Make references to sex, cursing and profanities in a very obscure manner. Since we're talking about Pratchett, he is the master of that. I mean, in every book there is something somehow related to either the topic of sex or at least some mutual attraction between characters, unless it's a children's book and you're writing about kitties and puppies and such, although even there could be awkward moments of holding paws. Um. Yeah, let's not go that route. Back to the topic. There are also many moments that could make you want to use words like FUCK and SHIT and DAMMIT and BITCH and ASSHOLE and BASTARD and, well, I'm not American originally, so I don't know the full extent of the glorious profanities used here. There must be worse ones I'm missing. So, instead of proudly spelling them as they are, cross them out and make obscure references to them, the more obscure, the better. It will actually add more spice to your writing as opposed to using straight FUCK word. I like describing the things around the scene itself, or funny details, like, his ears went pink, or her eyes went round. I have a bit of chemistry and innocent love going on between a 12 year old Lilith Bloom and 14 year old Ed Vogel in ROSEHEAD. They kiss a few times and stare at each other longingly, but I always try to find a reference to what's around them that points to the awkwardness of the moment, and that makes it funny. Also, there is not a single curse word in the whole book, but Panther, the talking whippet, on occasion likes to swear, so I describe it as "he uttered a string of such profanities from which Lilith's ear typically shriveled and fell off", or something like that. And, well, read Terry Pratchett.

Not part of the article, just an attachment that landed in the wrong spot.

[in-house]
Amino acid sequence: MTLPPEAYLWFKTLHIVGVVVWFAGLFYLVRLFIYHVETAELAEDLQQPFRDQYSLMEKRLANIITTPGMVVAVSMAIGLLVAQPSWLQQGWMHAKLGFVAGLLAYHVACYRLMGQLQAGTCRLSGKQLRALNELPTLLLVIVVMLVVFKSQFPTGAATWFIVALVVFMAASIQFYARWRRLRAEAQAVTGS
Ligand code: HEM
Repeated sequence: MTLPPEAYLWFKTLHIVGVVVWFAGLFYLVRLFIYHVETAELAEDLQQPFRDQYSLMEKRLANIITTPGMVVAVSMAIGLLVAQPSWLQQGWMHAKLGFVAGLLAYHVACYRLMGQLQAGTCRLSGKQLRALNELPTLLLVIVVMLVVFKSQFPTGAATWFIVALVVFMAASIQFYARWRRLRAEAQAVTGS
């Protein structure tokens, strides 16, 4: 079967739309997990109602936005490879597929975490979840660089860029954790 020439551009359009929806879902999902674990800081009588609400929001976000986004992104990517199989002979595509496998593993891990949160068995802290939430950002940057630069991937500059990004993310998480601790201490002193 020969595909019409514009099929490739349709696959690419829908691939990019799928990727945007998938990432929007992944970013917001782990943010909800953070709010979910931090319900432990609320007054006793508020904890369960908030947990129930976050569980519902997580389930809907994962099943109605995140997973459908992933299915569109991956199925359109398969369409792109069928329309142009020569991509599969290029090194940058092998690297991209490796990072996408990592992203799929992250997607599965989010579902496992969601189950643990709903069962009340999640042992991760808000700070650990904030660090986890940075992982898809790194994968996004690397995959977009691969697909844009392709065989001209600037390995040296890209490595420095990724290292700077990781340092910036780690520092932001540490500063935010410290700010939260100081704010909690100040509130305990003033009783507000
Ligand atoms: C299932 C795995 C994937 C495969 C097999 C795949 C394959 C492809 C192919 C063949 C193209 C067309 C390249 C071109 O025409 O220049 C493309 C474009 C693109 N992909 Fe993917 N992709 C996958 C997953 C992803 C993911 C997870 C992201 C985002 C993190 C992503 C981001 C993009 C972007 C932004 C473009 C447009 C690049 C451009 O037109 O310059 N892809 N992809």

I kinda just now got that I'm delving into a very dangerous topic here I know nothing about, namely, comedy, and I better stop. I don't know how to write it, although I would love to, one day. I'm sure there are more glorious techniques out there. These three things are simply things I have been doing lately, and they have made me a very happy and laughing writer, and so I wanted to share them with you, of course. MWAH!